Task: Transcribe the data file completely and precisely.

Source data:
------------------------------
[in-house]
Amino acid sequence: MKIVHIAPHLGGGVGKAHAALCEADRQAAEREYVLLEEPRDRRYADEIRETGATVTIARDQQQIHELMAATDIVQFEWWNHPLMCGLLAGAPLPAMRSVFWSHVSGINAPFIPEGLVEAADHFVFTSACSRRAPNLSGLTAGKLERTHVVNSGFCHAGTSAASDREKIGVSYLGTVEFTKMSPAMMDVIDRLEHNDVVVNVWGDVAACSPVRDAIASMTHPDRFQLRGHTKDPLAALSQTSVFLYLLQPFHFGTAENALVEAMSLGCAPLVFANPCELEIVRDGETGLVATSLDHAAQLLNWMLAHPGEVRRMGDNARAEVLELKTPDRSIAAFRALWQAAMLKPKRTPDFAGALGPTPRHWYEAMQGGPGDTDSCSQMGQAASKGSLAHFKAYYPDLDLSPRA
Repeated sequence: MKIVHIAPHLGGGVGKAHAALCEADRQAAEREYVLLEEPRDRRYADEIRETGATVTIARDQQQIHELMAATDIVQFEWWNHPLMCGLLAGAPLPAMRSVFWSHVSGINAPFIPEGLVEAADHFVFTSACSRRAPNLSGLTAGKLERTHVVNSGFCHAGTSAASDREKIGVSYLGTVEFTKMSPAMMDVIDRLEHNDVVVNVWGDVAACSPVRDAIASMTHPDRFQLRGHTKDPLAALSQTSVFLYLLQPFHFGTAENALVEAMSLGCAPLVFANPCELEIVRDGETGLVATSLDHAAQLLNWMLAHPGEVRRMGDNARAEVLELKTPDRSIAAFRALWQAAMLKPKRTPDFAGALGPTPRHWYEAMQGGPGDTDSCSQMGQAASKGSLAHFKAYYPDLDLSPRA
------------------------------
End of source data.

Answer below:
[in-house]
Amino acid sequence: MKIVHIAPHLGGGVGKAHAALCEADRQAAEREYVLLEEPRDRRYADEIRETGATVTIARDQQQIHELMAATDIVQFEWWNHPLMCGLLAGAPLPAMRSVFWSHVSGINAPFIPEGLVEAADHFVFTSACSRRAPNLSGLTAGKLERTHVVNSGFCHAGTSAASDREKIGVSYLGTVEFTKMSPAMMDVIDRLEHNDVVVNVWGDVAACSPVRDAIASMTHPDRFQLRGHTKDPLAALSQTSVFLYLLQPFHFGTAENALVEAMSLGCAPLVFANPCELEIVRDGETGLVATSLDHAAQLLNWMLAHPGEVRRMGDNARAEVLELKTPDRSIAAFRALWQAAMLKPKRTPDFAGALGPTPRHWYEAMQGGPGDTDSCSQMGQAASKGSLAHFKAYYPDLDLSPRA
Repeated sequence: MKIVHIAPHLGGGVGKAHAALCEADRQAAEREYVLLEEPRDRRYADEIRETGATVTIARDQQQIHELMAATDIVQFEWWNHPLMCGLLAGAPLPAMRSVFWSHVSGINAPFIPEGLVEAADHFVFTSACSRRAPNLSGLTAGKLERTHVVNSGFCHAGTSAASDREKIGVSYLGTVEFTKMSPAMMDVIDRLEHNDVVVNVWGDVAACSPVRDAIASMTHPDRFQLRGHTKDPLAALSQTSVFLYLLQPFHFGTAENALVEAMSLGCAPLVFANPCELEIVRDGETGLVATSLDHAAQLLNWMLAHPGEVRRMGDNARAEVLELKTPDRSIAAFRALWQAAMLKPKRTPDFAGALGPTPRHWYEAMQGGPGDTDSCSQMGQAASKGSLAHFKAYYPDLDLSPRA